Cape Girardeau breaks ground on $1.3 million Arena Building project

Thursday, May 14, 2009
A rendering of the A.C. Brase Arena Building exterior after planned renovations, provided by the City of Cape Girardeau.

As Cape Girardeau begins a $20 million program of park facilities work, city leaders decided the most fitting place to start a summer of construction was the A.C. Brase Arena Building.

The oldest of 10 major parks buildings, the Arena Building was built in 1939 as the largest Works Projects Administration effort of its type and the largest architectural concrete building in the Midwest. While the city invested $250,000 in the building about a decade ago, major issues remained and will be corrected in a $1.3 million renovation project that will be completed by Aug. 15.

City leaders gathered for a groundbreaking Wednesday morning. Over the coming months, the building will get a new roof, new heating and cooling system, a generator, better power supplies and expanded offices and meeting rooms. The roof replacement will be a welcome change, said Scott Williams, manager of the city recreation division. "Our bucket days are over," he said.

A.C. Brase Arena Building in Cape Girardeau. (Kit Doyle)

The exterior of the building will also get some work as new stucco and paint gives it a fresh look. The architects, Williams said, "have assured me that my Dallas Cowboys color scheme for the Arena Building is history."

Cape Girardeau voters approved a sales tax in April 2008 to fund park improvements, support park operations and pay for storm-water controls. The major parks projects that will begin this year include new irrigation systems and other work at the Jaycee Municipal Golf course, a new community center near the Shawnee Sports Complex and a new water park at the Osage Community Centre. The Osage Centre will also be expanded.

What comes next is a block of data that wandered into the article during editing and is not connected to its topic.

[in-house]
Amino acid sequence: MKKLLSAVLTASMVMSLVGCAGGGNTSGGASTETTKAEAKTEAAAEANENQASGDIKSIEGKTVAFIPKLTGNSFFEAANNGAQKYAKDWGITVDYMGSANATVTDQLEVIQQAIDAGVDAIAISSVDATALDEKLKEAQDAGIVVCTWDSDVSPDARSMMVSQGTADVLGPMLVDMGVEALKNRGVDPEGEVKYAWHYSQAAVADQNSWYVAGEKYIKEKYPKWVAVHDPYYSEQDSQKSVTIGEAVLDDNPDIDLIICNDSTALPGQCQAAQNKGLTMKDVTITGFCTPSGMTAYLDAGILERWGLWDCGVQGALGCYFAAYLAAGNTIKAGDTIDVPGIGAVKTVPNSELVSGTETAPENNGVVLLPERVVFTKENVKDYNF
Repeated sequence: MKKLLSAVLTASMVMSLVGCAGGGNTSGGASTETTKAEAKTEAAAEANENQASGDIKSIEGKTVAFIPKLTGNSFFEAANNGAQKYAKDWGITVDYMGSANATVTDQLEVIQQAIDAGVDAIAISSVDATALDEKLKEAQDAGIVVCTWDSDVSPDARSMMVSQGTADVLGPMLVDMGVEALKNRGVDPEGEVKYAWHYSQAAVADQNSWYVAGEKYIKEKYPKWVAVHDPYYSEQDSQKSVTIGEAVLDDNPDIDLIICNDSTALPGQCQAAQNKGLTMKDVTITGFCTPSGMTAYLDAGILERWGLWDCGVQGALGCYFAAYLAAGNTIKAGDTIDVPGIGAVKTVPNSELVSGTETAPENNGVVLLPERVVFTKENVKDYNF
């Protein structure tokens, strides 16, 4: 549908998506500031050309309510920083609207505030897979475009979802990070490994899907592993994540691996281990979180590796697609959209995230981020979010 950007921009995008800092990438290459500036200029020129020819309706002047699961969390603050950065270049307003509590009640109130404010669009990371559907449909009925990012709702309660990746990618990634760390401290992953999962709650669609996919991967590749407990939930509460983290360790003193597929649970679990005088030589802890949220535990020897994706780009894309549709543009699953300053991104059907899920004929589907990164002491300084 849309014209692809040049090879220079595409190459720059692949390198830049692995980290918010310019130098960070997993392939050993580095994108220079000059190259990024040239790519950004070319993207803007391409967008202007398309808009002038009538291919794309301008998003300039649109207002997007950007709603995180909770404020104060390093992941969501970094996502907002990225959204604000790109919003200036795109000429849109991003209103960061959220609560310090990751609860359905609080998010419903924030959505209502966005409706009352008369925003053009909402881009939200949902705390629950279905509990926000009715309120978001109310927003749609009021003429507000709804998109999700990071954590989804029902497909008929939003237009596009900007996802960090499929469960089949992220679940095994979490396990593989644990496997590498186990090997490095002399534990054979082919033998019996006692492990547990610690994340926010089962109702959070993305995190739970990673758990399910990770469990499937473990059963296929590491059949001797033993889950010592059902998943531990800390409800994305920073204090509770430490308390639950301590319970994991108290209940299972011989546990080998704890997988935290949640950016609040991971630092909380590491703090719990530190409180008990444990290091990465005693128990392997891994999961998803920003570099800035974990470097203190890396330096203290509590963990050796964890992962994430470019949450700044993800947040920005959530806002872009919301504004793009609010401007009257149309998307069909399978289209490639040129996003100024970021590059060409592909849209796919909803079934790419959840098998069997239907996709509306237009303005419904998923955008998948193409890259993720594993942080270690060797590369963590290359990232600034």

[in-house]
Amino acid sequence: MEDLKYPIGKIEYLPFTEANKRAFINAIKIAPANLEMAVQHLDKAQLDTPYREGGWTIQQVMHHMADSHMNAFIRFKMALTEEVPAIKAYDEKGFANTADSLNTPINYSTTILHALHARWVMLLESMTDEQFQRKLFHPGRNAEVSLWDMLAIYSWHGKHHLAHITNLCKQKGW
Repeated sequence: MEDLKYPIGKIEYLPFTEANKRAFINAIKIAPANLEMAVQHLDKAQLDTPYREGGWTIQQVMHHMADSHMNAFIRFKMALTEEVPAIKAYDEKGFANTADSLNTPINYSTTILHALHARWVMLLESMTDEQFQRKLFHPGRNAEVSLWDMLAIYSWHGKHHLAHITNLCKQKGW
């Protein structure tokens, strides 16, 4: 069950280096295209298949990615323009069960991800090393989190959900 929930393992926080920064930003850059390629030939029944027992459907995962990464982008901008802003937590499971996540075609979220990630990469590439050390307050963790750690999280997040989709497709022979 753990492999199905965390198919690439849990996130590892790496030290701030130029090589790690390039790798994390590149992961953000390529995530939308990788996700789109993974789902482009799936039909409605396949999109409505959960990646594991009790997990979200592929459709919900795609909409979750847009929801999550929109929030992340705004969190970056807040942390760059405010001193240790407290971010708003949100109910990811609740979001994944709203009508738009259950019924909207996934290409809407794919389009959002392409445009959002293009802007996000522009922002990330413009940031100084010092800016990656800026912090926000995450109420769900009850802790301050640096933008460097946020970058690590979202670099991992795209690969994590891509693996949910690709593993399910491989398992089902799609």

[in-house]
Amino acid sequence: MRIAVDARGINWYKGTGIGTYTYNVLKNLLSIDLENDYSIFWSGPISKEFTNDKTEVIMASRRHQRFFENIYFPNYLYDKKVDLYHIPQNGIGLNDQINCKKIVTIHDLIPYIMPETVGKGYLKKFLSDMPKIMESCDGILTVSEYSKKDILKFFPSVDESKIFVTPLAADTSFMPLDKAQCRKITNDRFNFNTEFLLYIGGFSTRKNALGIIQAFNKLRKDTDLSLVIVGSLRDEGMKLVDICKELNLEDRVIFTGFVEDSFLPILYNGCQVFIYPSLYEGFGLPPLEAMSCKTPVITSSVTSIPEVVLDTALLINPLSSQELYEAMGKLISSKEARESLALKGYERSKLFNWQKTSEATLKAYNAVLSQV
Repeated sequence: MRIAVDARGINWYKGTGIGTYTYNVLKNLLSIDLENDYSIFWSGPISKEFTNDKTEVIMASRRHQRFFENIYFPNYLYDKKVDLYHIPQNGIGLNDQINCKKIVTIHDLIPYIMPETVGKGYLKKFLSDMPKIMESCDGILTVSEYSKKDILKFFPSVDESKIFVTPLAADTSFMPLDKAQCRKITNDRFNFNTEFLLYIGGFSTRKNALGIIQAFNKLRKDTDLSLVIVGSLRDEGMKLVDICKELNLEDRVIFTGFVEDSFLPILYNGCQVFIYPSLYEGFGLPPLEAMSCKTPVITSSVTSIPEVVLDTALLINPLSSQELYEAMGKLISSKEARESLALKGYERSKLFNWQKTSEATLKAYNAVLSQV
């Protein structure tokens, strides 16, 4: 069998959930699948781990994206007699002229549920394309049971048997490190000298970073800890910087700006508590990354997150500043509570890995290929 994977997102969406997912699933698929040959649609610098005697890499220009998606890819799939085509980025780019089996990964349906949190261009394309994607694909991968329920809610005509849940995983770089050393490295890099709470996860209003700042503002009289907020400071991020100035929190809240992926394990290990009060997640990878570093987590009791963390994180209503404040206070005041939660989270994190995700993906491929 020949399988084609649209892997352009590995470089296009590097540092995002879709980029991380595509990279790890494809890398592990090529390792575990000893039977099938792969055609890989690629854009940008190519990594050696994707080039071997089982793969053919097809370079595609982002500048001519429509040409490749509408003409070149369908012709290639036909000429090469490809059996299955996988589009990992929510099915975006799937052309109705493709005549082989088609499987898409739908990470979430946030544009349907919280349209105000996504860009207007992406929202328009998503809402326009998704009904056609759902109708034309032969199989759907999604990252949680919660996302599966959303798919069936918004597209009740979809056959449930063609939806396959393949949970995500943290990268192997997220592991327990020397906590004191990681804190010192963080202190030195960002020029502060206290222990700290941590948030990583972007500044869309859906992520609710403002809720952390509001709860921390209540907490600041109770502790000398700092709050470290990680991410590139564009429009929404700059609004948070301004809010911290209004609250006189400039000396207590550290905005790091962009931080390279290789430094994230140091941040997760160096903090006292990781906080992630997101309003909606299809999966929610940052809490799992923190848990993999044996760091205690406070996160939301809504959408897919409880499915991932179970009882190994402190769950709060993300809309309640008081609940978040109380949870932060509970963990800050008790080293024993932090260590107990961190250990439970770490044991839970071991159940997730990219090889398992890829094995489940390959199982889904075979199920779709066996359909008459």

The contractor for the Arena Building project will be Zoellner Construction Inc. of Perryville, Mo. As work progresses, the building will remain open and host scheduled events, parks director Dan Muser said. There will be a period of about one week while the electrical system upgrades are being installed that the building will be dark and unusable, Muser said.

The parks department has limited the schedule for the building, Muser said, but the department did not want to disrupt any long-planned events.

"Many events are booked a year ahead," Muser said. "We knew what the plan was but we also wanted to get as much revenue as we can during construction."

With an estimate of $1.3 million for the project, Zoellner's bid came in at $1.29 million, Muser said. But that was after decisions on which optional items would be added to the work list. Office expansions and the new exterior coating are two items that were included that may not have been if the basic bid had been higher, he noted.

"In this building we are just trying to get the basics done," Muser said.

After the groundbreaking, parks advisory board member and former chairman Mike Keefe said he's proud voters approved money for the Arena Building renovation and the entire parks construction program. His only regret, he said, is that most of the tax that will pay for parks projects expires in 10 years when bonds are repaid.

The projects will help families save money in a struggling economy, he noted. "People can stay close to home because we will offer better facilities and more things to do in the community at a reasonable cost."

In an interview after the ceremony, Mayor Jay Knudtson said that city leaders sometimes get caught up in the excitement of new businesses locating here or annexation of key locations for future growth. "Sometimes we forget about our core neighborhoods and our core projects," he said.

The last major renovation of the Arena Building took place in 1974. Before the opening of the Show Me Center, it was a venue for large traveling events including performances by Elvis Presley in 1955, Jerry Lee Lewis in 1958 and Metallica in 1986, according to a new release from the city.

The Arena Building is still used almost ever week of the year, Knudtson said. It is an inexpensive alternative for large groups to meet or hold an event, he said. "It is our blue-collar facility. It is the working man's facility meeting important needs in the community," Knudtson said.


Pertinent address:

410 Kiwanis Drive, Cape Girardeau, Mo.

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